This is the first fortnight’s favorites section for 2017, and we begin with a curious record : by CLIFF FERRÉ, « A cocky cowboy » on the Kem label (California). It’s a fast Western swing flavored number.
« A cocky cowboy »
in March 1946 (# 527), and which everybody knows. Strong similarity with Arthur Smith‘s « Guitar boogie » from 1945. Next « Hillbilly boogie » (apart from Jerry Irby on M-G-M from 1948, and which is an entirey different track) was done by a Tennessean, ANDY WILSON on the Dot label (# 1127) : an energetic perfomance including steel and piano. Its flipside, « Lonesome for my baby », is equally good, although more melodic.
Andy Wilson: « Hlllbilly boogie »
« Lonesome for my baby »
RAY WHITLEY (1901-1979) seemingly on the East coast is present with two tracks : « Jukebox cannonball » on Cowboy # 301 from 1947 : a lovely piece of Bop, which reminds me of Hank Williams‘ early sides. One composer name, that of Rusty Keefer, brings to Philadelphia and Bill Haley’s version on Essex 311 (January 1952). A long biography of Ray Whitley is to be found on YouTube: Johnn Maddy chain.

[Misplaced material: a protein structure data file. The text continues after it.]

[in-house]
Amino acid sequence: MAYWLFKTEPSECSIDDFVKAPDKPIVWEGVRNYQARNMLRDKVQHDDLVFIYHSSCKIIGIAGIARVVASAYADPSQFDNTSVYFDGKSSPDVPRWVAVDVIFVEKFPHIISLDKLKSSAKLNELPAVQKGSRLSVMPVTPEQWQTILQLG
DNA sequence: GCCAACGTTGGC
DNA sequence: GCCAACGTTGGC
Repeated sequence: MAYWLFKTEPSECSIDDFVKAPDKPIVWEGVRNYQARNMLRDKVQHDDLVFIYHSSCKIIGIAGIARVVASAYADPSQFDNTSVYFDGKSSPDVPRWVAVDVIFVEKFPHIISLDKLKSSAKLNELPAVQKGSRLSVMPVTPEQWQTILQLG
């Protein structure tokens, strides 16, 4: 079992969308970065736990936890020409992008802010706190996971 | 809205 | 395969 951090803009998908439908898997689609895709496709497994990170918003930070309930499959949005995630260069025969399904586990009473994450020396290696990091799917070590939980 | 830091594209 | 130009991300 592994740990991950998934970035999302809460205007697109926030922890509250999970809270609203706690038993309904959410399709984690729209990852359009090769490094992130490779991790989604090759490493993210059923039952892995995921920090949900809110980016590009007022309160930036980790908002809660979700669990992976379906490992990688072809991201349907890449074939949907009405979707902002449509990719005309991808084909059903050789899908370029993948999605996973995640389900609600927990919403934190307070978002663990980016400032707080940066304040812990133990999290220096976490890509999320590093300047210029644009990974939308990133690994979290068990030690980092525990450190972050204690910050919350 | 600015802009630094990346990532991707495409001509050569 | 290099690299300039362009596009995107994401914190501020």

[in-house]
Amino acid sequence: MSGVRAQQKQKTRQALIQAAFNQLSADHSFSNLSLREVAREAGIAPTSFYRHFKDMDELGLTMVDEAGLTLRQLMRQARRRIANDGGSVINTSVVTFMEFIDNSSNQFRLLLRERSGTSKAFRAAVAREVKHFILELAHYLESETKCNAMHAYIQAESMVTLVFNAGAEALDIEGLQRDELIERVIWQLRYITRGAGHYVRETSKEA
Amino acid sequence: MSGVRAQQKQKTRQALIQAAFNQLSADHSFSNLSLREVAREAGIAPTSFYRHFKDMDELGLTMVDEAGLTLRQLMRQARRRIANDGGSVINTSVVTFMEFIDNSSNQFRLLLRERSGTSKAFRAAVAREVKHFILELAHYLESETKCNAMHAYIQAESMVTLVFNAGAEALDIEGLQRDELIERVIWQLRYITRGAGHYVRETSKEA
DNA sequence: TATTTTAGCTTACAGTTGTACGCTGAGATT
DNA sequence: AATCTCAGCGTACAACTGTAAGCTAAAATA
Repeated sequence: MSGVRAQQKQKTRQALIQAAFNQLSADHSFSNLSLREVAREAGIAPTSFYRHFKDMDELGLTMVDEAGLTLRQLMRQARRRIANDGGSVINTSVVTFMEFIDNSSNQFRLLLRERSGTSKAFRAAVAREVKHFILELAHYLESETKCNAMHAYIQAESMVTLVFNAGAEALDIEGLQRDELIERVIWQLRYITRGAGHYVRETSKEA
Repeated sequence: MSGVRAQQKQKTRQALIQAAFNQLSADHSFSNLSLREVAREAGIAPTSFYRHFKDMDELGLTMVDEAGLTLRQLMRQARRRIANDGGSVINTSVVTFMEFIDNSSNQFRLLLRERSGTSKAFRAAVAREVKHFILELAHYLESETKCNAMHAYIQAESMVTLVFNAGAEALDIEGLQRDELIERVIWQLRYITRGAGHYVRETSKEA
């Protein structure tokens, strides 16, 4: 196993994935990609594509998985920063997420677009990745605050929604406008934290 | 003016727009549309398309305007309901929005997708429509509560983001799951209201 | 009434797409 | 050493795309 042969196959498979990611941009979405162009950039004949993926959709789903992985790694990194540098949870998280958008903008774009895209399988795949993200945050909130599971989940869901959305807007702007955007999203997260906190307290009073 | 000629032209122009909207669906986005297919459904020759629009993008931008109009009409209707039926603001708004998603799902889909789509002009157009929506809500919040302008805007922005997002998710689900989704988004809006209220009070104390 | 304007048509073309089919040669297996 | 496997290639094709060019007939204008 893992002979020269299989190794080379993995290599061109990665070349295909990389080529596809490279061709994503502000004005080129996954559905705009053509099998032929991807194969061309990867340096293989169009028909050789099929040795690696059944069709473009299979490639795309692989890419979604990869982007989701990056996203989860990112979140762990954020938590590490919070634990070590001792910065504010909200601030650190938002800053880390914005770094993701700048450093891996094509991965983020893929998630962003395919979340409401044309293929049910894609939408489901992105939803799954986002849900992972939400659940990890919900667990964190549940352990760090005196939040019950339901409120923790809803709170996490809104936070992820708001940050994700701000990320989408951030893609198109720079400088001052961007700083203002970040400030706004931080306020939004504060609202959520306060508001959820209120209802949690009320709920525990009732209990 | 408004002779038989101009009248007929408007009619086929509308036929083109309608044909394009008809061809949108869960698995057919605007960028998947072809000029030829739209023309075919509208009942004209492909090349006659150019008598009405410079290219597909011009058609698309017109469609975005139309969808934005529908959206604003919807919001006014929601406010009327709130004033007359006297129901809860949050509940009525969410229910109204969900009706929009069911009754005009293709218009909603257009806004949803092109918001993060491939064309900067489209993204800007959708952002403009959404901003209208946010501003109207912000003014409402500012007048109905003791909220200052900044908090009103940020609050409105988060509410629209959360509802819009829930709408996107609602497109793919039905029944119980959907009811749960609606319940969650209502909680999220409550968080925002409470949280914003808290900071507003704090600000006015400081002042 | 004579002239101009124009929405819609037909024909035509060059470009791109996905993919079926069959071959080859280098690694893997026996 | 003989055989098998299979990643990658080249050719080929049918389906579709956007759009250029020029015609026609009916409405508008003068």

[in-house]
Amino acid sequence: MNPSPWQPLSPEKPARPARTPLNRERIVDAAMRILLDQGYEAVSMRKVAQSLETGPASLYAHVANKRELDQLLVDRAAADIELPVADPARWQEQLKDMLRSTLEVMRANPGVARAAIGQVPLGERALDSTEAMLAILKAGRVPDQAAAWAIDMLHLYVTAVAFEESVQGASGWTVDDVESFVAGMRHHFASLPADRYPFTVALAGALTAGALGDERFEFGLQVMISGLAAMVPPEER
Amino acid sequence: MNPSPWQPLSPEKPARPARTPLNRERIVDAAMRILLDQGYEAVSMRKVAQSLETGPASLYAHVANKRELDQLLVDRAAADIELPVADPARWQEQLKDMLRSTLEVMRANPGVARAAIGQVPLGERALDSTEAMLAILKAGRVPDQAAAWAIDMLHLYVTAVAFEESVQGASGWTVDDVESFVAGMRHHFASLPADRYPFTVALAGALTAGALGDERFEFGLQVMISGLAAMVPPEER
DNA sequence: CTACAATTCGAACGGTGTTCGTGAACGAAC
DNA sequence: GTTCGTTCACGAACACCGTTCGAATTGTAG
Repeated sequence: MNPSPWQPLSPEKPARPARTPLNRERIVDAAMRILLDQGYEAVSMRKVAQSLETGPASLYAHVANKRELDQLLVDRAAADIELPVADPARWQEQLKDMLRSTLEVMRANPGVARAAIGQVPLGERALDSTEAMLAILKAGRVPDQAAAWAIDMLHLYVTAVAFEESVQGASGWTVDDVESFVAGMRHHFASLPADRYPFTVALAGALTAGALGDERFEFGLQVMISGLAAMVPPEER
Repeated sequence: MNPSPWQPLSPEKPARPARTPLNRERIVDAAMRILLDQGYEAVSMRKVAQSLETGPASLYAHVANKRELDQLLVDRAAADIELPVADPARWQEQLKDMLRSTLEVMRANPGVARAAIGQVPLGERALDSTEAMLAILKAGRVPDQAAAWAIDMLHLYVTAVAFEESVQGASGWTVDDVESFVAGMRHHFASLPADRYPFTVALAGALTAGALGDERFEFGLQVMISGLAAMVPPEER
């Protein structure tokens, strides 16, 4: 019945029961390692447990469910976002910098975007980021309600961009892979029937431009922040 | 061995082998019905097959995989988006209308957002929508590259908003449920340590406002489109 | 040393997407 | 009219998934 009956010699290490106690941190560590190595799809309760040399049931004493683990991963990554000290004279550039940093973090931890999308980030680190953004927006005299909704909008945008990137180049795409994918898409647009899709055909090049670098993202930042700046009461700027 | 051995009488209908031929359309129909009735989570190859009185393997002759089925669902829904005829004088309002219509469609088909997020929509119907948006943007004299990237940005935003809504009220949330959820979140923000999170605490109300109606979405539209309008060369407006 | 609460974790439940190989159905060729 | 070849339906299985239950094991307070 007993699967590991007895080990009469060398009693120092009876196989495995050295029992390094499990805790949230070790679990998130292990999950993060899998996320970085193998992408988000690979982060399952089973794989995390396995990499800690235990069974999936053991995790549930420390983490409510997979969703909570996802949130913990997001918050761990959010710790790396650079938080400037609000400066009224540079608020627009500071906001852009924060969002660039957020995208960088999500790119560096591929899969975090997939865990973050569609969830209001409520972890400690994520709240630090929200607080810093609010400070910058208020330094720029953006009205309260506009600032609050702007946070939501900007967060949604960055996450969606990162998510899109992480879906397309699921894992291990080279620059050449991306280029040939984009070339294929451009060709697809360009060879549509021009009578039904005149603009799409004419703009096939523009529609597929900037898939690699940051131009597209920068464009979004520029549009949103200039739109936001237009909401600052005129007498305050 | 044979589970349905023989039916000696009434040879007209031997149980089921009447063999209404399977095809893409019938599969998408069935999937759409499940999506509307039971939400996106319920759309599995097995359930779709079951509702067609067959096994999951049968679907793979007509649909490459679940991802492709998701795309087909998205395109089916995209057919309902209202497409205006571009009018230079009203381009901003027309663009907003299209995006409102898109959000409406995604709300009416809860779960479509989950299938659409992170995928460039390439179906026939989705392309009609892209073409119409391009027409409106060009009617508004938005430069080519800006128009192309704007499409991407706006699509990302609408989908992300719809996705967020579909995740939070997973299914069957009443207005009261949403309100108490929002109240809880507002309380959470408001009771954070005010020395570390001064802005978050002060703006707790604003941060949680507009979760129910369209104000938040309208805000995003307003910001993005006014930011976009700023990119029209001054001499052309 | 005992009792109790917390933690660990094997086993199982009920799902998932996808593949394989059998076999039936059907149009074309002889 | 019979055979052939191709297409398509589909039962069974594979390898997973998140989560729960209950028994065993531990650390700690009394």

Jesse Rogers « Jukebox cannonball »
Whitley also had in 1949 another great number, « You’re barkin’ up the wrong tree now », on Apollo 195. An insistant crazy fiddle rivalling with an excellent guitar over a warm voice. This was a Hank Willams/Fred Rose compostion. At least the title was renewed in December 1956 in the hands of DON WOODY (Decca 30277) who takes his song at a brisk speed for a true Rockabilly classic, full of amusing barks. Great guitar of Grady Martin.
Ray Whitley « You’re barkin’ up the wrong tree now »
Don Woody, »You’re barking up the wrong tree »
On the West coast now with JIMMIE LAWSON. He does a fine shuffler, « Tennessee blues » (Columbia 20477) from July 1947. Much later on the Fable label, in 1957 (# 584) he had « Ole Jack Hammer blues », a strong medium paced rocker with great guitar (Sandy Stanton, owner of Fable records?).
« Tennessee blues »
« Ole Jack Hammer blues »
Finally a R&B rocker by the ‘one-man-band’ JOE HILL LOUIS from Memphis, TN. In 1949 he released « A jumpin’ and a shufflin’ », a song obviously cut for dancers (Columbia 30182).
« A jumpin’ and a’ shufflin’ »
Sources : 45cat, 78rpm world for Ray Whitley ; YouTube for Joe Hill Louis and Andy Wilson ; Willem Agenant’s « Columbia 20000 serie » for Jimmie Lawson. Also Roots Vinyl Guide sometimes.